That was a nice 10-day break from blogging. I’m back after turning my attention to some projects that needed full-time attention.
Accordingly, I’m growing convinced that, unless one works late nights and weekends like a Bay Area startup, it’s difficult for an independent team of two or three to move much faster than a corporate team of twenty.
The team of twenty has quantity on its side — more hands and specialists to execute the work. With that, of course, comes all the red tape, political baggage, and countless meetings that accompany such teams and the organizations that employ them. Quantity suffers at the hand of seemingly endless structure.
The team of two or three has independence on its side — they call the shots, whenever and however they choose. With that, of course, comes all the requisite components for supporting and maintaining the thing they’re creating. Customer support, billing, advertising, blogging, tweeting, client and customer acquisition, and the like. Time suffers at the hand of a seemingly endless to-do list.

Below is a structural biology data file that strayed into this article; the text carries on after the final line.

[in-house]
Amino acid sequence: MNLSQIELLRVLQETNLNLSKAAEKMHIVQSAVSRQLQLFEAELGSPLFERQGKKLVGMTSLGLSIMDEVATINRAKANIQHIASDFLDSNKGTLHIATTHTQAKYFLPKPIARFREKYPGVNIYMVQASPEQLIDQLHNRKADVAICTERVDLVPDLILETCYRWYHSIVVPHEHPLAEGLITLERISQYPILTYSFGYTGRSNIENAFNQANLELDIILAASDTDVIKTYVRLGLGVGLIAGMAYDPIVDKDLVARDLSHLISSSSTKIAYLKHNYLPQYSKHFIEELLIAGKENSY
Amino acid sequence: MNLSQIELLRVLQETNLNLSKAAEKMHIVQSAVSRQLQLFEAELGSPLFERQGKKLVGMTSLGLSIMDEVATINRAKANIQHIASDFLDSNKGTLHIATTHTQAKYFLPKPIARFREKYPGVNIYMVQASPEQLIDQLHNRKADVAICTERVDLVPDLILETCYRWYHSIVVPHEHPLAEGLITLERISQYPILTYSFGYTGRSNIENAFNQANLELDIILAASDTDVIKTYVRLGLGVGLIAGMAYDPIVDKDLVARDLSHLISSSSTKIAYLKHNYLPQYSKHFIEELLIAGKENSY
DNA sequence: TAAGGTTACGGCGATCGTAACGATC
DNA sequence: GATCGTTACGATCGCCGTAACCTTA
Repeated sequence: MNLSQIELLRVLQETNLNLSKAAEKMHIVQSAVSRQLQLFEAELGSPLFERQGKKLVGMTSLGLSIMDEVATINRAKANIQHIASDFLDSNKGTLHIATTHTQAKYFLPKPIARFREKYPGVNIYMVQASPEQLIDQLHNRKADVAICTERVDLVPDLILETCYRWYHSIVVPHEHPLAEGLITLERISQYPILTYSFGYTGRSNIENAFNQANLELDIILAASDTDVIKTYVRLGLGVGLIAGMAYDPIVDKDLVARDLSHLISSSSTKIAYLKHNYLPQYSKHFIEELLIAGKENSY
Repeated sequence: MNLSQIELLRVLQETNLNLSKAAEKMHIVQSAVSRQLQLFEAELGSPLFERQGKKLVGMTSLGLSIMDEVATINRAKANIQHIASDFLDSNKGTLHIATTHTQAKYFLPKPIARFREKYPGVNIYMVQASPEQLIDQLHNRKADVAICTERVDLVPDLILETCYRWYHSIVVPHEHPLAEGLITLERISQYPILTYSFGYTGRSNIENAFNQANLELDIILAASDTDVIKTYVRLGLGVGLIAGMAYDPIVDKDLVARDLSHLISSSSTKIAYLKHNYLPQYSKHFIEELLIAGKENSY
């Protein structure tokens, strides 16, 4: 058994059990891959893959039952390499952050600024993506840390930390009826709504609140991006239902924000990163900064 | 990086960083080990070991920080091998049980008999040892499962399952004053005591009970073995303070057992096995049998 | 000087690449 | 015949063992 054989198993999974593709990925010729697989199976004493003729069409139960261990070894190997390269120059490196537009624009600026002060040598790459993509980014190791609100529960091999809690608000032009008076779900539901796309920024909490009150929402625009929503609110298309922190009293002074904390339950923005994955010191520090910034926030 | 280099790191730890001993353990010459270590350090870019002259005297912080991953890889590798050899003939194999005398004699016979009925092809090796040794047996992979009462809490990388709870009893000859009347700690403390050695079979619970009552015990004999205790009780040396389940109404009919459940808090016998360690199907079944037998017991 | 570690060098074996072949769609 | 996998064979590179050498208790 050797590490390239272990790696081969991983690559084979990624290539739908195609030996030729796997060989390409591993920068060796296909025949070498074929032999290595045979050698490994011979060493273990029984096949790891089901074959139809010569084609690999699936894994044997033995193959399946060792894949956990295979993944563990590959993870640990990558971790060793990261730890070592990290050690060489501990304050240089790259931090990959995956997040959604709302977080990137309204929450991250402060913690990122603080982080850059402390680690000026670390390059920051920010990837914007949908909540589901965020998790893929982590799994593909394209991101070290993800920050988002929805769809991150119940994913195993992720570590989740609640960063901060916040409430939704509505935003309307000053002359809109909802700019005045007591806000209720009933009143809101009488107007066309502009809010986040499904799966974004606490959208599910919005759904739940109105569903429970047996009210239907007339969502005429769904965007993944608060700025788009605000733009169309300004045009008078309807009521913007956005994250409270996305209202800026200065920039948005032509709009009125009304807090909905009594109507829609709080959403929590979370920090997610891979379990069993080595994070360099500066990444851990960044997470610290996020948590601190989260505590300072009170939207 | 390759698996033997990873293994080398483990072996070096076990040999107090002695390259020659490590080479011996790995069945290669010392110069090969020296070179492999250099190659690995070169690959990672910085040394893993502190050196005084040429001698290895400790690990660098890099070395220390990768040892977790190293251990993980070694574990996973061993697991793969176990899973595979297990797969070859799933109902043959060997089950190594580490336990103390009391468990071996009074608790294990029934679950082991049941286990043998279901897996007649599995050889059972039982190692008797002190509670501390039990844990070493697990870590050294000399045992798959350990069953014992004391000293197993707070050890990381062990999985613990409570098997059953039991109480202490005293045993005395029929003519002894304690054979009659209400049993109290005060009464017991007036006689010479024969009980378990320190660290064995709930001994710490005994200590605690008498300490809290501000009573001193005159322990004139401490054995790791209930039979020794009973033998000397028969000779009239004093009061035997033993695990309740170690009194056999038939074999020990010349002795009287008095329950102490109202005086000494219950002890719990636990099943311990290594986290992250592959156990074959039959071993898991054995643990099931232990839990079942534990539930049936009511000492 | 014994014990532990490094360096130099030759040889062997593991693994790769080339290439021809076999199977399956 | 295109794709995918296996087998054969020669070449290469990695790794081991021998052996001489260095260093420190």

The independent team soon realizes that speed isn’t a luxury; its currency is late nights and long weekends. For those who prefer to keep a semi-regular schedule and who have other things to care for outside of work, we eventually learn to accept that things just take longer than we hope they’d take. Problem solving takes time. Details take time. For, in the words of Charles Eames, “the details are not details, they make the product” (thanks H&FJ).
I’m learning, rather forcibly I suppose, to be okay with things taking time. I’m also learning that often you end up with a better product when you take your time to get all the big and small details just right. It’s time well-spent.
Or, at least that’s the sales pitch I’m giving myself. So far, I’m sold.
Update: Some additional commentary by Paul Armstrong on the subject.